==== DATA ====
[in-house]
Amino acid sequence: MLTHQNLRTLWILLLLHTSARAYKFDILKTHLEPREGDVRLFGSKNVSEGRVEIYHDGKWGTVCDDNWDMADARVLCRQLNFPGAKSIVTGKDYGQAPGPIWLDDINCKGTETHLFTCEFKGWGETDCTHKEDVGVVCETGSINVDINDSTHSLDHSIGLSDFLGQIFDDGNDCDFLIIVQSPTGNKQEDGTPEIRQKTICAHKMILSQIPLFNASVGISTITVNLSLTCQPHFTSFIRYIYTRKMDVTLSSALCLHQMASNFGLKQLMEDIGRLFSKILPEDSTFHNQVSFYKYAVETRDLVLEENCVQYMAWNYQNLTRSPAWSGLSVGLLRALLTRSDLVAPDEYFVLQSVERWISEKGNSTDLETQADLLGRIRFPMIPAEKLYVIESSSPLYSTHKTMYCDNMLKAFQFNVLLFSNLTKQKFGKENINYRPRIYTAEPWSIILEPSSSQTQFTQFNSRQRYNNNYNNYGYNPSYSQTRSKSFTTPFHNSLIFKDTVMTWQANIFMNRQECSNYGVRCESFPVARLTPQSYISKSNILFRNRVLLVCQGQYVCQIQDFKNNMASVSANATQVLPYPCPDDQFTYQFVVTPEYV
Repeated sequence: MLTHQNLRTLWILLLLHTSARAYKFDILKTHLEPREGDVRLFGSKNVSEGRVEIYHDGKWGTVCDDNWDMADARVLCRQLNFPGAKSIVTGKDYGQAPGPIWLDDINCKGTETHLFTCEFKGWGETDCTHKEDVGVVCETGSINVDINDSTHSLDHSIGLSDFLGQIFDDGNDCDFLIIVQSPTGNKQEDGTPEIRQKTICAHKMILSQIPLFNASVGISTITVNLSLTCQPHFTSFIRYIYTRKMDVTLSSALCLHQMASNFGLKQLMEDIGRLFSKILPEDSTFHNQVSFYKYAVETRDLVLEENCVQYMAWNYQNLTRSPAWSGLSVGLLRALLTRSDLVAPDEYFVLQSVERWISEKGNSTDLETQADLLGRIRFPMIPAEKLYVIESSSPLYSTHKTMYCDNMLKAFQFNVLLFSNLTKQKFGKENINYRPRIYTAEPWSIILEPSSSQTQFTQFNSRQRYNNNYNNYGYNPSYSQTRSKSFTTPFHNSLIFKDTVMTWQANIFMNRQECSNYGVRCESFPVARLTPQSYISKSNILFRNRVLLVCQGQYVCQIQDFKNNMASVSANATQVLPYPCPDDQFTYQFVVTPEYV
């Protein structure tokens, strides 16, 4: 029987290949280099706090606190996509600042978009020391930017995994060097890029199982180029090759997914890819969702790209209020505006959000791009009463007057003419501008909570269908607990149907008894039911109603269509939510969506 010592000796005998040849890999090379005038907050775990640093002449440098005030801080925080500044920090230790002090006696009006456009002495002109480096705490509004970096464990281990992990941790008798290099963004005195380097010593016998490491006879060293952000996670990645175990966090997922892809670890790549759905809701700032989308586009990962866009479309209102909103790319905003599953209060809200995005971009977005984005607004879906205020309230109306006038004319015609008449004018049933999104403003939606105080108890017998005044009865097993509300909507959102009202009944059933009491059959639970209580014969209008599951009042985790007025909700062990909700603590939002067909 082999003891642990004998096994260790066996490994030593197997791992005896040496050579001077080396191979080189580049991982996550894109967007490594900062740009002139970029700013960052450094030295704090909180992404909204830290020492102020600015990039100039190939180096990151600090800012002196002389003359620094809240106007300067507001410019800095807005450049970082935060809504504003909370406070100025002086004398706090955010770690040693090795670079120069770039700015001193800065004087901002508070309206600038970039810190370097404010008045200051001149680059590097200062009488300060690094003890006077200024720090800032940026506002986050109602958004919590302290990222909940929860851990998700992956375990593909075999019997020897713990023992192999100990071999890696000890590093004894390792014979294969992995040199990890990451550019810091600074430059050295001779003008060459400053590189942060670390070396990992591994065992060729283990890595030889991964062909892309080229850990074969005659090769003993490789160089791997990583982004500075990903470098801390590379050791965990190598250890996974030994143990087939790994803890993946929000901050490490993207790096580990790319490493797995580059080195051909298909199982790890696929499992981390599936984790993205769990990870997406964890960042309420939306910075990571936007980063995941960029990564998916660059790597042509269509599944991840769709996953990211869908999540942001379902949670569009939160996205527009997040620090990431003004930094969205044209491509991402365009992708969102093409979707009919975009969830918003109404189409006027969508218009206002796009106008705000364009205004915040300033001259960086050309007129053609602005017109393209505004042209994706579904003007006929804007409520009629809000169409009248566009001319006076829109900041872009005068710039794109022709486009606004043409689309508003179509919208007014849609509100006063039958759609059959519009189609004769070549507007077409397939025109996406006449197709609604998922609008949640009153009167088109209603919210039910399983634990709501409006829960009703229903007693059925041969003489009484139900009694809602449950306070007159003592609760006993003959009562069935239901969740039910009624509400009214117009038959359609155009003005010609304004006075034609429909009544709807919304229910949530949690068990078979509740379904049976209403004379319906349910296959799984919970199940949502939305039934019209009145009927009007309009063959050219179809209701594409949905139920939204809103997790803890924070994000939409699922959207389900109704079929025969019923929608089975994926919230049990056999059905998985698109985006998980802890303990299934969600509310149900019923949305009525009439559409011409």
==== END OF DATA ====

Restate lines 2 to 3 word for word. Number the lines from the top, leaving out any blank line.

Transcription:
Amino acid sequence: MLTHQNLRTLWILLLLHTSARAYKFDILKTHLEPREGDVRLFGSKNVSEGRVEIYHDGKWGTVCDDNWDMADARVLCRQLNFPGAKSIVTGKDYGQAPGPIWLDDINCKGTETHLFTCEFKGWGETDCTHKEDVGVVCETGSINVDINDSTHSLDHSIGLSDFLGQIFDDGNDCDFLIIVQSPTGNKQEDGTPEIRQKTICAHKMILSQIPLFNASVGISTITVNLSLTCQPHFTSFIRYIYTRKMDVTLSSALCLHQMASNFGLKQLMEDIGRLFSKILPEDSTFHNQVSFYKYAVETRDLVLEENCVQYMAWNYQNLTRSPAWSGLSVGLLRALLTRSDLVAPDEYFVLQSVERWISEKGNSTDLETQADLLGRIRFPMIPAEKLYVIESSSPLYSTHKTMYCDNMLKAFQFNVLLFSNLTKQKFGKENINYRPRIYTAEPWSIILEPSSSQTQFTQFNSRQRYNNNYNNYGYNPSYSQTRSKSFTTPFHNSLIFKDTVMTWQANIFMNRQECSNYGVRCESFPVARLTPQSYISKSNILFRNRVLLVCQGQYVCQIQDFKNNMASVSANATQVLPYPCPDDQFTYQFVVTPEYV
Repeated sequence: MLTHQNLRTLWILLLLHTSARAYKFDILKTHLEPREGDVRLFGSKNVSEGRVEIYHDGKWGTVCDDNWDMADARVLCRQLNFPGAKSIVTGKDYGQAPGPIWLDDINCKGTETHLFTCEFKGWGETDCTHKEDVGVVCETGSINVDINDSTHSLDHSIGLSDFLGQIFDDGNDCDFLIIVQSPTGNKQEDGTPEIRQKTICAHKMILSQIPLFNASVGISTITVNLSLTCQPHFTSFIRYIYTRKMDVTLSSALCLHQMASNFGLKQLMEDIGRLFSKILPEDSTFHNQVSFYKYAVETRDLVLEENCVQYMAWNYQNLTRSPAWSGLSVGLLRALLTRSDLVAPDEYFVLQSVERWISEKGNSTDLETQADLLGRIRFPMIPAEKLYVIESSSPLYSTHKTMYCDNMLKAFQFNVLLFSNLTKQKFGKENINYRPRIYTAEPWSIILEPSSSQTQFTQFNSRQRYNNNYNNYGYNPSYSQTRSKSFTTPFHNSLIFKDTVMTWQANIFMNRQECSNYGVRCESFPVARLTPQSYISKSNILFRNRVLLVCQGQYVCQIQDFKNNMASVSANATQVLPYPCPDDQFTYQFVVTPEYV